Archive for February, 2012

Delicious (Though I Say It Myself) Orange And Earl Grey Cake

Saturday, February 25th, 2012
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Some Recipe Ideas For Laura Santtini’s Alchemical Larder Ingredients

Friday, February 17th, 2012

I have been asked by several people to give some starting ideas for the various goodies within Laura Santtini’s Alchemical Larder box that we provide to Fortnum & Mason, Harrods, Harvey Nichols and Selfridges amongst others.  So while there is a small card insert in the boxes, it does not contain any recipes.  Here are a few ideas and if anyone has there own suggestions please insert them into the comments section below.  It’s a bit of a list, so many apologies for that.

Easy Tasty Magic chicken breasts

Serves 4

4 boneless chicken breasts
2 tbsp olive oil
1tsp East Tasty Magic rubs – any of Carnal Sin, International Jerk or White Mischief

Pre-heat oven to 180oC/ 350oF.

Place the chicken breasts onto a baking dish.   Brush with the olive oil.

Sprinkle over the seasoned salt and thyme and rub into the breasts.

Bake for 30 minutes until juice of chicken is clear when thickest part is cut.

Carnal Sin beef fillet

Serves 4-6

1.25kg beef fillet, rolled and tied
125ml red wine
2 sprigs of fresh thyme, or 1 tsp of dried thyme
1tbsp Carnal Sin rub
2 red onions, cut into 6 wedges
2 heads of garlic, cut across 1 cm from the top
Olive oil
Salt of the Earth and freshly ground black pepper

For the horseradish cream sauce:

6tbsp crème fraîche
2tbsp mascarpone
2tbsp horseradish (fresh or bottled or dried)
1tsp dried rose petals
Pinch of yellow mustard powder

Spread the onion wedges and garlic heads in the bottom of a roasting tin, douse with olive oil and season with Salt of the Earth and ground black pepper.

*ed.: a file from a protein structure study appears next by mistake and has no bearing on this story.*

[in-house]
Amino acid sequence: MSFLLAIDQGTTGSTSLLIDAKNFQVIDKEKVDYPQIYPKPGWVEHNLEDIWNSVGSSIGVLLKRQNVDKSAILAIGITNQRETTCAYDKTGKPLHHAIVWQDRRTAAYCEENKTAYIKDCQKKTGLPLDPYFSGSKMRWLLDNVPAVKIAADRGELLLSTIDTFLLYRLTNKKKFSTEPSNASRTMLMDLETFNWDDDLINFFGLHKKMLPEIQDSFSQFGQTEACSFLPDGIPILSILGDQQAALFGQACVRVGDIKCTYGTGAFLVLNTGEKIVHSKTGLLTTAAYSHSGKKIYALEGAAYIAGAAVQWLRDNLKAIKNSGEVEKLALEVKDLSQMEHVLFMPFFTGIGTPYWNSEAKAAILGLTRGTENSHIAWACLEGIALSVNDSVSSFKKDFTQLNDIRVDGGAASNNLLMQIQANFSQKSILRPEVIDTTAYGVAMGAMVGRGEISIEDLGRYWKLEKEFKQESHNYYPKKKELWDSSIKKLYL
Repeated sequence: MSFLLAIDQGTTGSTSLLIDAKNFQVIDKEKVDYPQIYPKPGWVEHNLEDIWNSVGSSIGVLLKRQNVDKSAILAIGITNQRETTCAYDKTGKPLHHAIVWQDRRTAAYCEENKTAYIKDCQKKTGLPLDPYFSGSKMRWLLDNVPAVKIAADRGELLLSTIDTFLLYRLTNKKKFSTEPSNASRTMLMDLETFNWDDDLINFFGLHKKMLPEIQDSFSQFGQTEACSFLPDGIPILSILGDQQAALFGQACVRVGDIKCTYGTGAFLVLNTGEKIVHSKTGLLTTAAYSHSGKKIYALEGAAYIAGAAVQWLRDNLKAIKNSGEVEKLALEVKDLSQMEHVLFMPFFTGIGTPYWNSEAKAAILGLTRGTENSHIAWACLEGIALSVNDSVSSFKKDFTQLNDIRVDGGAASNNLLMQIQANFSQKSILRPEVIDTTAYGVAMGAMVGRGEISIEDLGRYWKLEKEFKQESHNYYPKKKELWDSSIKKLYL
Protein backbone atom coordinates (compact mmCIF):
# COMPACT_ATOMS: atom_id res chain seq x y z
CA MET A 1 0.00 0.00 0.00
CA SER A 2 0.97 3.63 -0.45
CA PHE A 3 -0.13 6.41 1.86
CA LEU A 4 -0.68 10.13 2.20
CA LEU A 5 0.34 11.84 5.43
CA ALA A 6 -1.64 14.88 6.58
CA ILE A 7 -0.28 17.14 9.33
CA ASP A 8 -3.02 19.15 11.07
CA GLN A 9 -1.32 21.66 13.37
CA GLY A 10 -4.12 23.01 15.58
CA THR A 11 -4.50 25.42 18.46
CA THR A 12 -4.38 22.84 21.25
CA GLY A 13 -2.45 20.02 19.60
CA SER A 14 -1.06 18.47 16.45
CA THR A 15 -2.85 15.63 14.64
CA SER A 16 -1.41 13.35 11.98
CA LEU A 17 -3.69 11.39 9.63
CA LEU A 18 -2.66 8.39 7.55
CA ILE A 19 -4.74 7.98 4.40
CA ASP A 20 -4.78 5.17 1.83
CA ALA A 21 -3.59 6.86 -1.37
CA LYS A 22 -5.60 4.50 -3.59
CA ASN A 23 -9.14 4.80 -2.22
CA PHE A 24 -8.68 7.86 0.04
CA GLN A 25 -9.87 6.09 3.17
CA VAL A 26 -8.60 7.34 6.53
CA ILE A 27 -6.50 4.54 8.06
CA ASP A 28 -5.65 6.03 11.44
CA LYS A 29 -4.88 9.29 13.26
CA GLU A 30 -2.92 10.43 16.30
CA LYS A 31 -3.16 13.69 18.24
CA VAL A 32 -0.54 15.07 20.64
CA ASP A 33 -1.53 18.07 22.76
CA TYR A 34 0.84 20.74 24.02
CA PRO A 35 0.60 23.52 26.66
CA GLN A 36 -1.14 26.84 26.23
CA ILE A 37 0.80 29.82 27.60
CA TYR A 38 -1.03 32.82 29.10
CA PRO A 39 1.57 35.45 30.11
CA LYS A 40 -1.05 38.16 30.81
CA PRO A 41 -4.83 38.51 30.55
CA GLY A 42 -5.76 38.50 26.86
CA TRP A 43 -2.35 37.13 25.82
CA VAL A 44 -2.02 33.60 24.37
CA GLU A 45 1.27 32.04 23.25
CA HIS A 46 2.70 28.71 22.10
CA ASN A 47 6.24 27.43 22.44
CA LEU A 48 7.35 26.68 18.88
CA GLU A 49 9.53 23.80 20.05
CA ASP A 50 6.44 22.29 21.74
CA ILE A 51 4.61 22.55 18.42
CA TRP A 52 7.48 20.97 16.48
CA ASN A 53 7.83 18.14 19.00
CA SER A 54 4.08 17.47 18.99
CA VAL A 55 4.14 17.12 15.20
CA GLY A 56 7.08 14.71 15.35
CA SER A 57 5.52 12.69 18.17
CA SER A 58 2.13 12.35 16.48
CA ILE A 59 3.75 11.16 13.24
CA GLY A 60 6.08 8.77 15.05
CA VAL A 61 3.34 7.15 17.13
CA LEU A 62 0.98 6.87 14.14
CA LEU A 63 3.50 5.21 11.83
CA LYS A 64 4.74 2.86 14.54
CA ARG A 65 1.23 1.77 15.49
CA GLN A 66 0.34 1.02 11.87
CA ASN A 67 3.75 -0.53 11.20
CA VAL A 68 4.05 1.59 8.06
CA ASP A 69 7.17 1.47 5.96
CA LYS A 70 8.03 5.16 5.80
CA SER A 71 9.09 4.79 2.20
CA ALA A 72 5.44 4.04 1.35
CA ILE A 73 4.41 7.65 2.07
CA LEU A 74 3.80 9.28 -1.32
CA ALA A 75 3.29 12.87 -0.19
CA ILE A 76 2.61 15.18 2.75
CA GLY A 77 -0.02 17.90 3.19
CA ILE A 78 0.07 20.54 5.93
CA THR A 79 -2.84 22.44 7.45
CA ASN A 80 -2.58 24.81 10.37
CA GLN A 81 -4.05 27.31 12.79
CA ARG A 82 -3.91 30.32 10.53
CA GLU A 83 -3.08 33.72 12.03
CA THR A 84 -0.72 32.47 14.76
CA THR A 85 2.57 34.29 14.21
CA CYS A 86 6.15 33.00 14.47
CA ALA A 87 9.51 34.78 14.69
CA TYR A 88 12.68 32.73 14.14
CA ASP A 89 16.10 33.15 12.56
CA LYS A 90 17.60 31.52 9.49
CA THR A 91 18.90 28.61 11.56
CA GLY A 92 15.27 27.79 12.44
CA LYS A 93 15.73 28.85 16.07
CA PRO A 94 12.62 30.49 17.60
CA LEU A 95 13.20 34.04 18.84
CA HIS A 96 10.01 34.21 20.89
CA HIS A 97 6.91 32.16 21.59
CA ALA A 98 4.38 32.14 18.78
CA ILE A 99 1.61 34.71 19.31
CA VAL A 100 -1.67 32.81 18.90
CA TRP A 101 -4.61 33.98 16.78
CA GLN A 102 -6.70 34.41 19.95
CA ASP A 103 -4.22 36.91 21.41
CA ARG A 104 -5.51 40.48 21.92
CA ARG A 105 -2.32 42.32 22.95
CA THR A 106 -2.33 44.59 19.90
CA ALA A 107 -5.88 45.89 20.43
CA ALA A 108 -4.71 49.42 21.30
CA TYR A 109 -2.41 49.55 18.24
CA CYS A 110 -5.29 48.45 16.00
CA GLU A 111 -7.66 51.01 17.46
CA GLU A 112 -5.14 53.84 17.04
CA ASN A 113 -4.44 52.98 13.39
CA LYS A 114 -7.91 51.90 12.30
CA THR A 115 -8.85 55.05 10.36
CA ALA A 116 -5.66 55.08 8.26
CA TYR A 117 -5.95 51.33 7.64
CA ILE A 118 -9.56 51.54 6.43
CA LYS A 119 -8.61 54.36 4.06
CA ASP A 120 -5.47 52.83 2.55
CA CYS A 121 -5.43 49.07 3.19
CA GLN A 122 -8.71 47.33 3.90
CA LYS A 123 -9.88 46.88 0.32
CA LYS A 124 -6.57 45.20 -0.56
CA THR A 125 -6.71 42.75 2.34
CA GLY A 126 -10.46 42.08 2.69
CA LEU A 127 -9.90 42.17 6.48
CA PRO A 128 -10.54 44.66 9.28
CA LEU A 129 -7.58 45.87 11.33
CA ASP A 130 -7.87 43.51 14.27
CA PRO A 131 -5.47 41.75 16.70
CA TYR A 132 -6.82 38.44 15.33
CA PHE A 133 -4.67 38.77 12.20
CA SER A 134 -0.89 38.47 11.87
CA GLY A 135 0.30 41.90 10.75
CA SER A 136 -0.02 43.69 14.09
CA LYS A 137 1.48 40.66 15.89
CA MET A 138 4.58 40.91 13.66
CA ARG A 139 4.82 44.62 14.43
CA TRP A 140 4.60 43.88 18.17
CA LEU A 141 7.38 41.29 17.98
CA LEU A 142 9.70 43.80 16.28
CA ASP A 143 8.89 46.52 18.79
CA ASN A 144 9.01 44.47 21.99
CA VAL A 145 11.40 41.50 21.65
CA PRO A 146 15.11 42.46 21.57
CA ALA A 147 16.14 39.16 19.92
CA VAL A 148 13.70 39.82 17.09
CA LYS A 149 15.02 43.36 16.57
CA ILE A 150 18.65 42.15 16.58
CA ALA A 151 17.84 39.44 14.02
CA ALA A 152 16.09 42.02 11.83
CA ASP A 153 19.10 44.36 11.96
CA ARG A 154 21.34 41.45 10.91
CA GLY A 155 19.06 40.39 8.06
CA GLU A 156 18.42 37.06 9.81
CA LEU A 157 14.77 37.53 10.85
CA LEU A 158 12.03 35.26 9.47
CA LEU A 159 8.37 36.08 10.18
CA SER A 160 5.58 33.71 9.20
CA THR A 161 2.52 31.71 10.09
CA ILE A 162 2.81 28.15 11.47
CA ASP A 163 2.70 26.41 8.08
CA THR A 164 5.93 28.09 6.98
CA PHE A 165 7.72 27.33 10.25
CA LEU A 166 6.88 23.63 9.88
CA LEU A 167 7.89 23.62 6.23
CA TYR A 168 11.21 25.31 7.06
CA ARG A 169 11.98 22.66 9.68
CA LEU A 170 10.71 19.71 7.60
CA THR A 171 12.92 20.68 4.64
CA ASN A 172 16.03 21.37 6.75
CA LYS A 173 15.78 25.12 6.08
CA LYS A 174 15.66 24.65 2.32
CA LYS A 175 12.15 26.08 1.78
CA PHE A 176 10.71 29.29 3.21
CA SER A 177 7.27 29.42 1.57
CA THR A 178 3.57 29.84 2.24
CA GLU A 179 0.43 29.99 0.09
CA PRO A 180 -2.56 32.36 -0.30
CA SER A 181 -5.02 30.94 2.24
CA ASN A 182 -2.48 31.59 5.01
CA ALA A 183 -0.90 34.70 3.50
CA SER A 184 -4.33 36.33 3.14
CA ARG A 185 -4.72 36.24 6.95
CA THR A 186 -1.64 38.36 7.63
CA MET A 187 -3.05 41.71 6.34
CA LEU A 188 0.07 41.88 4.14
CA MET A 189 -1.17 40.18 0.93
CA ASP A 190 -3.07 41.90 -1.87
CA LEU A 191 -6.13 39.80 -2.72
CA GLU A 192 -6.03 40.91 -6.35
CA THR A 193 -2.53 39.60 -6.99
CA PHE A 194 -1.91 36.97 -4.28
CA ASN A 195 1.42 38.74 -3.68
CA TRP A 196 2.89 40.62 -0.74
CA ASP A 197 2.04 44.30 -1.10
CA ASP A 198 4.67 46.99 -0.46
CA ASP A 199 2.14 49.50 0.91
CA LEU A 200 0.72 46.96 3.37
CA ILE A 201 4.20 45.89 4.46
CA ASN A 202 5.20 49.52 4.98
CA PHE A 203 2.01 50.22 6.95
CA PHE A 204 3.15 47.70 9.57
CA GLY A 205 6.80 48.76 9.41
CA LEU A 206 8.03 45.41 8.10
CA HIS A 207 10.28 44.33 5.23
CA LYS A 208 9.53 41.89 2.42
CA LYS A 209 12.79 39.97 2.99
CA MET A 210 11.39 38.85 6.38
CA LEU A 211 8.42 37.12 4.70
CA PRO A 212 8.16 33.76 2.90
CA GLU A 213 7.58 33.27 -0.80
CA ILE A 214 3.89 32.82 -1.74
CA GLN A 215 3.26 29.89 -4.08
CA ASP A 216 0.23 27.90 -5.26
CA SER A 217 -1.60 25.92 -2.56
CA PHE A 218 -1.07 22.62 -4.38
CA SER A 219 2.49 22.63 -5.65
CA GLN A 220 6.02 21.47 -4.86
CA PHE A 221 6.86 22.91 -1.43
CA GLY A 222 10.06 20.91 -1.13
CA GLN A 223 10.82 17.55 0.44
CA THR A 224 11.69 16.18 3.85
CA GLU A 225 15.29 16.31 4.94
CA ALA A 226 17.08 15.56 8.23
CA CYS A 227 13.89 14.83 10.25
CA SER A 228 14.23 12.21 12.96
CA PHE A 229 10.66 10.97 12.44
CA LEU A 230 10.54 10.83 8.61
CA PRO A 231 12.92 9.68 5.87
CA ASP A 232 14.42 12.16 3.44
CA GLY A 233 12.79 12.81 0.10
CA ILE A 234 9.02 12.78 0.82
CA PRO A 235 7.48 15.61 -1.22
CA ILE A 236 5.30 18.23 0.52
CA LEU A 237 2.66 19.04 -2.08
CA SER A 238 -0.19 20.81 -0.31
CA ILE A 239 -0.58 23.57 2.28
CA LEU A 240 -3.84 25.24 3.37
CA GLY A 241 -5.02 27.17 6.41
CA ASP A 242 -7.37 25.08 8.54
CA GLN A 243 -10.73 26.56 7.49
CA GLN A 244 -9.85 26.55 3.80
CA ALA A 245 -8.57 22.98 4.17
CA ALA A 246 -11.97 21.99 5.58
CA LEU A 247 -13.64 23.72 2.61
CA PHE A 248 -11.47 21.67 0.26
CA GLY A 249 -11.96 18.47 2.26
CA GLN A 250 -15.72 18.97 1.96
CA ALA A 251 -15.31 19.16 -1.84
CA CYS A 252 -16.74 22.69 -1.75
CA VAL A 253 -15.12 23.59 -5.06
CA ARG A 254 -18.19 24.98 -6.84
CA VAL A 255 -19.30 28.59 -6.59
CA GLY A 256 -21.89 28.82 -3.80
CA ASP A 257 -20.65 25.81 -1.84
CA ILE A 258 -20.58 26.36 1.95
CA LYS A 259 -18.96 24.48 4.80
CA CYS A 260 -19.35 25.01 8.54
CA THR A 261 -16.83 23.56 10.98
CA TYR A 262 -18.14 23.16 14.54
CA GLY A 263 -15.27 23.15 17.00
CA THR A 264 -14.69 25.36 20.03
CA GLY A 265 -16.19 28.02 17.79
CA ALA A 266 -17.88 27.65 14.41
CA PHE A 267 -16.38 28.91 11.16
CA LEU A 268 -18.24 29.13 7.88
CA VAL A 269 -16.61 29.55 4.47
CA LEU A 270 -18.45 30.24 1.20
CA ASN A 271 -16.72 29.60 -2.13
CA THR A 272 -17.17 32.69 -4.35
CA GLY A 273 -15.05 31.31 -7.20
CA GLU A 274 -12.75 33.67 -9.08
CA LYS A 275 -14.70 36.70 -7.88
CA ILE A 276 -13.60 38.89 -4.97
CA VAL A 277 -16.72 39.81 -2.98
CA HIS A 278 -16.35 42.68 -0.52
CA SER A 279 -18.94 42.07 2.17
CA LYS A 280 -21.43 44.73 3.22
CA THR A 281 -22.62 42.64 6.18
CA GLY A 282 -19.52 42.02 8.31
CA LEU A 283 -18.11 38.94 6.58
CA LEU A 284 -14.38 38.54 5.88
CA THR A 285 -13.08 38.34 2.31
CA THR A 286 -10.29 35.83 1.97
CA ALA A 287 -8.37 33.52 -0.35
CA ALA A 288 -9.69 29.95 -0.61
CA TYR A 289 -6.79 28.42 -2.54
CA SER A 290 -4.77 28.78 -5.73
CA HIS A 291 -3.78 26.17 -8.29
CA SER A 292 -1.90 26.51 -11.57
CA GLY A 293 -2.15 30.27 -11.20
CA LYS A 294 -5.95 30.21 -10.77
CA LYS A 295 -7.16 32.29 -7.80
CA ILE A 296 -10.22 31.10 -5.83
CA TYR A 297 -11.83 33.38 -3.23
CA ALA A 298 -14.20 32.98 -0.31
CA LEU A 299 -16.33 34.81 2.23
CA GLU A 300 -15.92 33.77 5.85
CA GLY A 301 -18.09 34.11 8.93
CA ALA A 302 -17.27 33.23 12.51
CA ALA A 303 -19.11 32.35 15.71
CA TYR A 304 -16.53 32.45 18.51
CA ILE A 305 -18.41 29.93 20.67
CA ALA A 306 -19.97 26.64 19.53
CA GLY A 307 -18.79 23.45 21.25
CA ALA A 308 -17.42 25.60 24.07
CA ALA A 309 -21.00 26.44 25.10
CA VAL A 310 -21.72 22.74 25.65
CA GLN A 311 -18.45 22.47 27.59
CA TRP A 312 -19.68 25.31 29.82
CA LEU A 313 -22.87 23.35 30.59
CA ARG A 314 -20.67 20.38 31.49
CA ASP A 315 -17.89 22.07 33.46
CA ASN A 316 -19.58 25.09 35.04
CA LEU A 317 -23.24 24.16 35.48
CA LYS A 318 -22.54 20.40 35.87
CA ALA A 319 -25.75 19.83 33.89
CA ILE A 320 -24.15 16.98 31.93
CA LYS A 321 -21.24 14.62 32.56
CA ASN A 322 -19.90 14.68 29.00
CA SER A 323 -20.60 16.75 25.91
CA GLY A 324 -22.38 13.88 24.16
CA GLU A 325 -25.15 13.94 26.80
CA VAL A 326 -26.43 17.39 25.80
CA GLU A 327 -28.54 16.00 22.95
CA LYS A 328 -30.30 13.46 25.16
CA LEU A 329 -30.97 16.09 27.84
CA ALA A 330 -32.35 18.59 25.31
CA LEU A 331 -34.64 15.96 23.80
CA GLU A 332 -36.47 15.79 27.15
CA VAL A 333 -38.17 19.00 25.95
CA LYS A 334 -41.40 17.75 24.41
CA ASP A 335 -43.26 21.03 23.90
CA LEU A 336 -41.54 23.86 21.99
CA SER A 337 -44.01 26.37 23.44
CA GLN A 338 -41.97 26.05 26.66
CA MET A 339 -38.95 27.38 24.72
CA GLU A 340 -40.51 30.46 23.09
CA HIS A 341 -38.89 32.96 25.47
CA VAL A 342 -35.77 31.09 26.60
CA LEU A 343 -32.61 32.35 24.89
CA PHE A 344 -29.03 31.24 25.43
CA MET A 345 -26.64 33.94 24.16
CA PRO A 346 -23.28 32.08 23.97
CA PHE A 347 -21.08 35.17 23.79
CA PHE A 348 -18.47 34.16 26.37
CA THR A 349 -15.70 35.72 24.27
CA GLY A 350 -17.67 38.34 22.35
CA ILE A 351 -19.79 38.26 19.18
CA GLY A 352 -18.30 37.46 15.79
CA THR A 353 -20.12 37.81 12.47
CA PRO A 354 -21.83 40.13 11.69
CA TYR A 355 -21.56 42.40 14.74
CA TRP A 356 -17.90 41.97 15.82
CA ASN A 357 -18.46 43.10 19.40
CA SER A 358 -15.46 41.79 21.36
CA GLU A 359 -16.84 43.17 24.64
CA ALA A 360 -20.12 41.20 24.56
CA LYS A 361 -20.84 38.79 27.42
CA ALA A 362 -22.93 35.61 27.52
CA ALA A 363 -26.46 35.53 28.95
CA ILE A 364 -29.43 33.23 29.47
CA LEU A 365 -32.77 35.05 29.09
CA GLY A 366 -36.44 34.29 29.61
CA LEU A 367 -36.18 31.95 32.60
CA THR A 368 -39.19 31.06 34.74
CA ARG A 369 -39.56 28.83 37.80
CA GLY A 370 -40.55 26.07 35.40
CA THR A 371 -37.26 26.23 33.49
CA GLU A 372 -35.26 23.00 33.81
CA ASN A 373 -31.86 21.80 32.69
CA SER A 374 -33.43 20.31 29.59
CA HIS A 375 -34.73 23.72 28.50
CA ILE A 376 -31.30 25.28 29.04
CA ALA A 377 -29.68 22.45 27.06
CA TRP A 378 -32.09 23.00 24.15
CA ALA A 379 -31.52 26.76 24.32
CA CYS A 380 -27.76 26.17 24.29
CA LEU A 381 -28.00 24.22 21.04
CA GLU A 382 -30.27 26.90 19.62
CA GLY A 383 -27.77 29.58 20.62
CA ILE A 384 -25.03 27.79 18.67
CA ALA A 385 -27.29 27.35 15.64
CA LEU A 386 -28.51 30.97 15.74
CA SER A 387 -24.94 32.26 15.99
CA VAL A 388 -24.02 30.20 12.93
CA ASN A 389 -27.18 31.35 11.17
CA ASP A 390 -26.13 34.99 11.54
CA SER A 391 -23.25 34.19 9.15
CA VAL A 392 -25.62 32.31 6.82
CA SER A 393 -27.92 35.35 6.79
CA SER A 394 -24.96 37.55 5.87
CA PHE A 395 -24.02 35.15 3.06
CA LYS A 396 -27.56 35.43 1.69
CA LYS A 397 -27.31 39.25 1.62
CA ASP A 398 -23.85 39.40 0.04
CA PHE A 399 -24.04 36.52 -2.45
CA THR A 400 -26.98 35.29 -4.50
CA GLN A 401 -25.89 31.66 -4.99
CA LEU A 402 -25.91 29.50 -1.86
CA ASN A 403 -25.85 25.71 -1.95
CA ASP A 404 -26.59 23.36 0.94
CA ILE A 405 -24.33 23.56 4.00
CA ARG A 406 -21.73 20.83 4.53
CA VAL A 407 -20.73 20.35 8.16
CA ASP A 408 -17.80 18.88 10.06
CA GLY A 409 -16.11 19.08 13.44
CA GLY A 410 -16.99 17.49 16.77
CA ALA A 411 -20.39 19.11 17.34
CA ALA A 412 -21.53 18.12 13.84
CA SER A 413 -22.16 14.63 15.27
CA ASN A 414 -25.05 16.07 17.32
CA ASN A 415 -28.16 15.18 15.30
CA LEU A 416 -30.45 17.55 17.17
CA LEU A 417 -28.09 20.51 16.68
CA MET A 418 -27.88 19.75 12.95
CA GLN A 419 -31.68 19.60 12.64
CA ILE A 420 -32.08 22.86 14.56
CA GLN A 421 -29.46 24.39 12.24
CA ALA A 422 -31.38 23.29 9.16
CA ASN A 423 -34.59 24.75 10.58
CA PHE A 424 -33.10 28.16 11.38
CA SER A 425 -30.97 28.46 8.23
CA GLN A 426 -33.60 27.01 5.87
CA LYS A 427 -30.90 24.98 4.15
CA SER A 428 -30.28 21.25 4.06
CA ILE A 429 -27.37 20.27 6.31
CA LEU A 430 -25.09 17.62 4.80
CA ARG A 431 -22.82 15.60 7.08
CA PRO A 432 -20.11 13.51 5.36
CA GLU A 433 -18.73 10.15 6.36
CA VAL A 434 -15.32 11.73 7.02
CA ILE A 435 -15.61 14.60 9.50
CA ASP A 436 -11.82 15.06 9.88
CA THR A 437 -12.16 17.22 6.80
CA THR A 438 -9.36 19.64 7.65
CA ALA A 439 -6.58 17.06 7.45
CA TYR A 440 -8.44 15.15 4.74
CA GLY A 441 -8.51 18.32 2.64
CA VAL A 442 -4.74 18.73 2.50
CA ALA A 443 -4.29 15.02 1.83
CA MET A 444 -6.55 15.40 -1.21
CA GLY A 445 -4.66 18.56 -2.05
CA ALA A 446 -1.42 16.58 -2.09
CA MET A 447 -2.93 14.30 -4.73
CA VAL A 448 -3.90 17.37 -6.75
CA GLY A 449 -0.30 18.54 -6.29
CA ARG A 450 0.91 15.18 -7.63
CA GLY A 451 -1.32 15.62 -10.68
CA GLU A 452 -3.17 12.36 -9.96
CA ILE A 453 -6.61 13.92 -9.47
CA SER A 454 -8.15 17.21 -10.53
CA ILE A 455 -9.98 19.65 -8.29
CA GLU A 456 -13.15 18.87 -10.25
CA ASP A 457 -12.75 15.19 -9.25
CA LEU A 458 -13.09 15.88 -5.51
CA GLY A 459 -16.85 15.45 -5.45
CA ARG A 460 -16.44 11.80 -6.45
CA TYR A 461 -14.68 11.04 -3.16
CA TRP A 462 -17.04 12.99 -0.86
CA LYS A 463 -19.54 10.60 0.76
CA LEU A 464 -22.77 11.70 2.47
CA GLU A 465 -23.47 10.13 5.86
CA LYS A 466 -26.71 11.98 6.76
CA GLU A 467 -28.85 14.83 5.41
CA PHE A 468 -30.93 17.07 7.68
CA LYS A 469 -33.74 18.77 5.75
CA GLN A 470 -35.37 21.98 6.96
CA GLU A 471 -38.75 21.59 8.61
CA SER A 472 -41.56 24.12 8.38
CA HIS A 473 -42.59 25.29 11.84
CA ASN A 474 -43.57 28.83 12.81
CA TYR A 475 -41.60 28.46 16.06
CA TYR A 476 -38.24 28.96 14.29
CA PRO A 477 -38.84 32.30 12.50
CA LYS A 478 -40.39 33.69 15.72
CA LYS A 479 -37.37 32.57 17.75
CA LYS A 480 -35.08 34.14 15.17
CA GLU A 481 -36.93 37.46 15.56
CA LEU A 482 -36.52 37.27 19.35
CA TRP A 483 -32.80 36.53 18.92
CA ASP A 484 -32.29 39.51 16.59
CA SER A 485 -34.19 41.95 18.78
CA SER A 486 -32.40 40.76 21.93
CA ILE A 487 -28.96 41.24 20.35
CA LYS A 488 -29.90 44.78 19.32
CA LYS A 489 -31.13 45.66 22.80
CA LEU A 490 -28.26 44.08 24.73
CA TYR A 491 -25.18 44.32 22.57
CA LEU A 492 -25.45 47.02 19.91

Remove the leaves from thyme and chop finely, then mix into the Carnal Sin rub and add enough water to make into a paste – around 1tbsp water.  Pat the fillet dry with some kitchen paper and massage all over with the Carnal Sin rub paste.  Place onto the onions and garlic in the roasting pan and leave to infuse the flavours at room temperature for ½ an hour, or in the fridge overnight.

While the beef fillet is marinading, make the cream sauce by mixing all the ingredients together, adjusting the seasoning as you see fit, then bung into the fridge.

Preheat the oven to 200oC/400oF.  If the beef is in the fridge, take out to return to room temperature while the oven is warming up.

Place the beef fillet into the centre of the oven and cook for 10 minutes.

After 10 minutes, pour over the red wine and return to the oven.  Cook for a further 30 minutes, or longer if you prefer it medium.  Leave to stand in a warm place for 10 minutes before carving and serving.

While the beef is resting, put the roasting tin onto the hob.  Heat the onion mixture, deglazing the pan with some more red wine and season to taste.

Carve into chunky slices of about ½ cm thick and serve with the red wine gravy and the horseradish cream sauce.

Spicy parsnips Dauphinoise

Serves 4

750g large parsnips (about 3), sliced thinly
425ml double cream
250ml vegetable stock
2 garlic cloves, chopped finely
½tsp grains of paradise, coarsely ground
¼tsp white peppercorns, coarsely ground
Freshly grated nutmeg – 2 larger pinches
Sea salt, to taste

Preheat the oven to 200oC/400oF.

Place the sliced parsnips into a steamer.  Steam over boiling water until just tender, which takes 4 – 5 minutes.

Lightly grease or butter an ovenproof dish, then arrange and layer the parsnips in it.

Heat the cream and vegetable stock into a heavy bottomed saucepan.  When warmed, add the garlic and season with spices and sea salt.  Stir and remove from heat just before it boils, as small bubbles start to form on the edge of the sauce.

Pour the sauce onto the parsnips, cover the dish with foil and bake in the preheated oven for 30 minutes.  Take off the aluminium foil and bake for another 20 minutes.

Season the top with a sprinkling of freshly grated nutmeg.

Smoked paprika potatoes

Serves 6

1kg good potatoes, sliced medium thick
150ml soured cream
300ml vegetable stock